By and by, as he lay there, he heard the bushes breaking and saw a large number of grizzly bears coming along. The largest bear led, and the tips of his hairs were white. Then the man became frightened. He did not want to die a hard death and imagined himself being torn to pieces among the bears. So, when the leading bear came up to him, he said to it, "I have come to invite you to a feast." At that the bear's fur stood straight up, and the man thought that it was all over with him, but he spoke again saying, "I have come to invite you to a feast, but, if you are going to kill me, I am willing to die. I am alone. I have lost all of my property, my children, and my wife."

As soon as he had said this the leading bear turned about and whined to the bears that were following. Then he started back and the rest followed him.  He imagined that the biggest bear had told his people to go back because they were invited to a feast. When he got home he began to clean up. The old sand around the fireplace he took away and replaced with clean sand. Then he went for a load of wood. When he told the other people in that village, however, they were all very much frightened, and said to him, "What made you do such a thing?" After that the man took off his shirt, and painted himself up, putting stripes of red across his upper arm muscles, a stripe over his heart, and another across the upper part of his chest.

Very early in the morning, after he had thus prepared, he stood outside of the door looking for them. Finally he saw them at the mouth of the creek, coming along with the same big bear in front. When the other village people saw them, however, they were so terrified that they shut themselves in their houses, but he stood still to receive them. Then he brought them into the house and gave them seats, placing the chief in the middle at the rear of the house and the rest around him. First he served them large trays of cranberries preserved in grease. The large bear seemed to say something to his companions, and as soon as he began to eat the rest started. They watched him and did whatever he did. The host followed that up with other kinds of food, and, after they were through, the large bear seemed to talk to him for a very long time. The man thought that he was delivering a speech, for he would look up at the smoke hole every now and then and act as though talking. When he finished he started out and the rest followed. As they went out each in turn licked the paint from their host's arm and breast.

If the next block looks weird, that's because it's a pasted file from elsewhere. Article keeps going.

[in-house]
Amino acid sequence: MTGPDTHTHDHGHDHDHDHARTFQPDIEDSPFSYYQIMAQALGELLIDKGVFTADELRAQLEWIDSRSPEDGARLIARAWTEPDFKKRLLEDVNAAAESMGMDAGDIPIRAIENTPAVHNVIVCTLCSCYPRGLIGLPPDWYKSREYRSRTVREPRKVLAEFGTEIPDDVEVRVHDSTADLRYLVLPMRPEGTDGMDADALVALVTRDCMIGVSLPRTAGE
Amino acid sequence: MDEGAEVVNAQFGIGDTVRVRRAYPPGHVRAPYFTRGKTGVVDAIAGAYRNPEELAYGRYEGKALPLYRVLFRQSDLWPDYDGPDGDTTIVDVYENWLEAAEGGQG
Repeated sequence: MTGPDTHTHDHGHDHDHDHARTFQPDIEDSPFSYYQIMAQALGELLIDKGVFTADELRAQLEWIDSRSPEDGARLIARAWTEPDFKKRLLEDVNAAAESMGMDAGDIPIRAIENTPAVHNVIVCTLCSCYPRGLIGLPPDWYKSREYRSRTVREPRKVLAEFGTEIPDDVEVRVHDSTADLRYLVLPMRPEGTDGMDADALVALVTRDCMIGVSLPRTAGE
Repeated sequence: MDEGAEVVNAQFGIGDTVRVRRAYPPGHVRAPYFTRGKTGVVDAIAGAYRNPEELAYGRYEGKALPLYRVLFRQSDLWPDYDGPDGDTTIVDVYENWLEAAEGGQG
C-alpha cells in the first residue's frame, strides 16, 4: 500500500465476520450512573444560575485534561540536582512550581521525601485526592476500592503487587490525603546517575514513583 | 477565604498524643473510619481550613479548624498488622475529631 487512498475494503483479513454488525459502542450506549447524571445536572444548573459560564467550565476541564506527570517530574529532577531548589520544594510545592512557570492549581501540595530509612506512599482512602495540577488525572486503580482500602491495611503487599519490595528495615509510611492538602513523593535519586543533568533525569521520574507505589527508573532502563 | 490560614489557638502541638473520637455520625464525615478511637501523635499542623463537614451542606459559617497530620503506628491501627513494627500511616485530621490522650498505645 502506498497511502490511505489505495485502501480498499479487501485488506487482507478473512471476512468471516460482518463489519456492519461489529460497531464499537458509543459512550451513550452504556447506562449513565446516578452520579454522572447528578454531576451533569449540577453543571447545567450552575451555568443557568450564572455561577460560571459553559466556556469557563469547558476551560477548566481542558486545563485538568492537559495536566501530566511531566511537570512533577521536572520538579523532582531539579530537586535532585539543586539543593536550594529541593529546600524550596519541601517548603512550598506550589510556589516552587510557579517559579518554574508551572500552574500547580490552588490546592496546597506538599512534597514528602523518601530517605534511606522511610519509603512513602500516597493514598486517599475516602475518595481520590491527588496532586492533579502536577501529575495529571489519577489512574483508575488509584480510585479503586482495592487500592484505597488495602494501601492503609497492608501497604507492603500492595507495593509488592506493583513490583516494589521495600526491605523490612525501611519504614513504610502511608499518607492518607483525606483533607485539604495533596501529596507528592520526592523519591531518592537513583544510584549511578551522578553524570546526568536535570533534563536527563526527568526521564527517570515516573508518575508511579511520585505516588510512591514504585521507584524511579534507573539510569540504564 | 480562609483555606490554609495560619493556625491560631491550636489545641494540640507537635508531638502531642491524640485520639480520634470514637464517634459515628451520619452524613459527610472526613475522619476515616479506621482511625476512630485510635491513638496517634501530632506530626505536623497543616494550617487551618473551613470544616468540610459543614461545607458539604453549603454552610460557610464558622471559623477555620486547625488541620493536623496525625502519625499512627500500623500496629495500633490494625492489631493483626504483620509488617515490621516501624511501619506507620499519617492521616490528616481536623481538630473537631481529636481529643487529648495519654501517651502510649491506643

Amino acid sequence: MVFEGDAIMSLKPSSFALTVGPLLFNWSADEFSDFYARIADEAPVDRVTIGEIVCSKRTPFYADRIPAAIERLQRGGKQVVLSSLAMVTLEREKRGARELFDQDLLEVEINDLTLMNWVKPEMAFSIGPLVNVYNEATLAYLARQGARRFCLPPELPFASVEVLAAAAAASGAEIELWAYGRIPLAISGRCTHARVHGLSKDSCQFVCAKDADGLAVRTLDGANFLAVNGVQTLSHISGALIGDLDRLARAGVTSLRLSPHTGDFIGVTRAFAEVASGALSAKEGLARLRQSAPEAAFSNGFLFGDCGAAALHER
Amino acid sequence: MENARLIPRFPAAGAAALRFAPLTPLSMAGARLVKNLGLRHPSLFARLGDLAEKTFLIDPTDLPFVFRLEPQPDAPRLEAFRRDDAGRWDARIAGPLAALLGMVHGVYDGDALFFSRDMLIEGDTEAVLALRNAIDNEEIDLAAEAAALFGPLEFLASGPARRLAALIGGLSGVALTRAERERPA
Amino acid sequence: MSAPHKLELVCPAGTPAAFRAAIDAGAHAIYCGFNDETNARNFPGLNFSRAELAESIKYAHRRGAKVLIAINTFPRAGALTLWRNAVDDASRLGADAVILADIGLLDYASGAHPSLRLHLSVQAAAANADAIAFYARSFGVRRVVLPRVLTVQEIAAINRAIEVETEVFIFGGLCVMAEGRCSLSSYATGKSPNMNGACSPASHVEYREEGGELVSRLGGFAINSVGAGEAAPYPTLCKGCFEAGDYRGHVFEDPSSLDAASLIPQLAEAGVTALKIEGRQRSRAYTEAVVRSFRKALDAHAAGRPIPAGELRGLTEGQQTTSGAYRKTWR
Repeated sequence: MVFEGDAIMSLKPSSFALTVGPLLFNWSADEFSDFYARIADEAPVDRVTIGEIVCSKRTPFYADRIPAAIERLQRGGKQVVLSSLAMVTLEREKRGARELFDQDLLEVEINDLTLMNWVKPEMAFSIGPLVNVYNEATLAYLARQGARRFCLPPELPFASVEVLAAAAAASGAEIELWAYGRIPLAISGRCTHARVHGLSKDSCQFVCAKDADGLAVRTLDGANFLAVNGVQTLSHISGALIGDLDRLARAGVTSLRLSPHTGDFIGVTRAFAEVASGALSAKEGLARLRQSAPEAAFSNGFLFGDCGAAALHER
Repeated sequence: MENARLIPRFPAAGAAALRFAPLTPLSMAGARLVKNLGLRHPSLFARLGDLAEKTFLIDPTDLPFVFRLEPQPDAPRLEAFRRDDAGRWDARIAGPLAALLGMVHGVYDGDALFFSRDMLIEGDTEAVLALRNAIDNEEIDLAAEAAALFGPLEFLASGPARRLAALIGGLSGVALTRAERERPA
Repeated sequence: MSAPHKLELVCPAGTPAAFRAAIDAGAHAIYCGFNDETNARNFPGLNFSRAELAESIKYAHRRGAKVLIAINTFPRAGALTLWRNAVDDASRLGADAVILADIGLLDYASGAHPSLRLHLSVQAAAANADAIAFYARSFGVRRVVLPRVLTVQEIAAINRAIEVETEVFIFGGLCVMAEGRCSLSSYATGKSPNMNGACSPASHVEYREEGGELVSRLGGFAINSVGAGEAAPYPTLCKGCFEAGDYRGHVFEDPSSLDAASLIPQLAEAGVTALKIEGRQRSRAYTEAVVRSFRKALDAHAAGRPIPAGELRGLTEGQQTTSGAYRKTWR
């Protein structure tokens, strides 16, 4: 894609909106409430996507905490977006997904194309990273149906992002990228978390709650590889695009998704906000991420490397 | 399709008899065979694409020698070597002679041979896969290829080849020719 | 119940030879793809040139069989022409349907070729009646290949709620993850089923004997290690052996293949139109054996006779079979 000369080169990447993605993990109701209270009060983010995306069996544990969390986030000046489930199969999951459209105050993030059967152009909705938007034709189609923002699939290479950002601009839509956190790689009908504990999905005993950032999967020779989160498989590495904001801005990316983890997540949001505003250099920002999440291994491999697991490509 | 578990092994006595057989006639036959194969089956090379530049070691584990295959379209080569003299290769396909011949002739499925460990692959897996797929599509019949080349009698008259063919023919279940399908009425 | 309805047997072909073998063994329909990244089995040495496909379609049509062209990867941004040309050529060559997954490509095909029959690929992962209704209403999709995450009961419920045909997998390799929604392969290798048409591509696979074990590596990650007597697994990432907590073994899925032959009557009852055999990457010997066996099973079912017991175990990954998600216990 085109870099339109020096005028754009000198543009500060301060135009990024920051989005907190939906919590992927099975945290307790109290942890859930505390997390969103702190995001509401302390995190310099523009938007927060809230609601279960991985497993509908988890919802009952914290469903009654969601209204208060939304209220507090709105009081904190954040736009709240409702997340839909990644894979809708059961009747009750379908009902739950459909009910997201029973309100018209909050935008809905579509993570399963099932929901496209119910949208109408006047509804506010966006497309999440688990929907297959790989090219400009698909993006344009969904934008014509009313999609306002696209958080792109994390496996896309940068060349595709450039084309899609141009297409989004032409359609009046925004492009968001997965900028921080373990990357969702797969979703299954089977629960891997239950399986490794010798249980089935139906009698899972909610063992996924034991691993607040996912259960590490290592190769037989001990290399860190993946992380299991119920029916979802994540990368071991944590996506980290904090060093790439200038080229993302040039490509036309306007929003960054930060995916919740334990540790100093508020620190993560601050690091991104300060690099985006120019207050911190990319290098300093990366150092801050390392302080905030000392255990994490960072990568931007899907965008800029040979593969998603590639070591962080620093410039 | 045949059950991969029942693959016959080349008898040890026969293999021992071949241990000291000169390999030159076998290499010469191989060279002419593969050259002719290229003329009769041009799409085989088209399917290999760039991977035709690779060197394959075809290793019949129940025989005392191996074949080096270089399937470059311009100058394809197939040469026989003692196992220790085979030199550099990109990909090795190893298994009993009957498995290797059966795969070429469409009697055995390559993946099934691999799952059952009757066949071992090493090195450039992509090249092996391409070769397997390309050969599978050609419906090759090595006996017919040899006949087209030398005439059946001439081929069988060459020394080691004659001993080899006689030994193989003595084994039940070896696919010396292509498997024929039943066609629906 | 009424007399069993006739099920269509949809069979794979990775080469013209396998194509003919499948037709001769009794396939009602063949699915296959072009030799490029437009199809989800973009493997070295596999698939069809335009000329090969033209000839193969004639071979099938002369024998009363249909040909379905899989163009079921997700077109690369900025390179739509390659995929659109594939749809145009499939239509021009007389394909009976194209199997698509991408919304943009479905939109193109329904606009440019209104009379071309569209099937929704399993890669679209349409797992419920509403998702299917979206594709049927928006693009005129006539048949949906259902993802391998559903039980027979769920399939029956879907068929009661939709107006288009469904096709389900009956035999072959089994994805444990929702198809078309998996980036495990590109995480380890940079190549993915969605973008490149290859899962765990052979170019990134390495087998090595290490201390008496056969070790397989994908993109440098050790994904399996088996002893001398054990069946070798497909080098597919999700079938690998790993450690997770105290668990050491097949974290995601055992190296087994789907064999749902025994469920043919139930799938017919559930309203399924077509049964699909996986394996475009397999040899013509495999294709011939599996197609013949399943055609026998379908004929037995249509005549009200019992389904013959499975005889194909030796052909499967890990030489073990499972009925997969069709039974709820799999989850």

The day after all this happened the smallest bear came back, as it appeared to the man, in human form, and spoke to him in Tlingit. He had been a human being who was captured and adopted by the bears. This person asked the man if he understood their chief, and he said, "No." "He was telling you," the bear replied, "that he is in the same condition as you. He has lost all of his friends. He had heard of you before he saw you. He told you to think of him when you are mourning for your lost ones."